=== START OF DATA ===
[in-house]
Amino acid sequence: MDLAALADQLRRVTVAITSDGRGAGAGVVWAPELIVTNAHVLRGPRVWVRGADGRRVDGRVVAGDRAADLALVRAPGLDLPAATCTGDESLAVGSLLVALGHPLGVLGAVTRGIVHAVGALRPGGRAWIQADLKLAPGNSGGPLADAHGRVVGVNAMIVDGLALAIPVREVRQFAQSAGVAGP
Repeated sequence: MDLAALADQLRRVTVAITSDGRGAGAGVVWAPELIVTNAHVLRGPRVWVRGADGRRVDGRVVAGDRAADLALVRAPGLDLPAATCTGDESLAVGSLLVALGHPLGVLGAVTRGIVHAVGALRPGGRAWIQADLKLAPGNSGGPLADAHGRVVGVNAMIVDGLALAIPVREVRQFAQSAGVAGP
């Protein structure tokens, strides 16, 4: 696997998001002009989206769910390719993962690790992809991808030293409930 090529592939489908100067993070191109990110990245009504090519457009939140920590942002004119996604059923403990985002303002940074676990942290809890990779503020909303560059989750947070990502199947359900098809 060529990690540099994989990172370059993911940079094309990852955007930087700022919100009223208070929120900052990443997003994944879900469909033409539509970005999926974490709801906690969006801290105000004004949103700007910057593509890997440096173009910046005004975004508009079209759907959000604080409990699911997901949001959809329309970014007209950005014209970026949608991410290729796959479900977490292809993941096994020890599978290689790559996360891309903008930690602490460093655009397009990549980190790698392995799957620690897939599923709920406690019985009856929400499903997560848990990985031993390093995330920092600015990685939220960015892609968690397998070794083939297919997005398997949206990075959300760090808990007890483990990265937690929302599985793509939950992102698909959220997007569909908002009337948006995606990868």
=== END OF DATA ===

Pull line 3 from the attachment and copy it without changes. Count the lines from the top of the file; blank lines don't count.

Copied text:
Repeated sequence: MDLAALADQLRRVTVAITSDGRGAGAGVVWAPELIVTNAHVLRGPRVWVRGADGRRVDGRVVAGDRAADLALVRAPGLDLPAATCTGDESLAVGSLLVALGHPLGVLGAVTRGIVHAVGALRPGGRAWIQADLKLAPGNSGGPLADAHGRVVGVNAMIVDGLALAIPVREVRQFAQSAGVAGP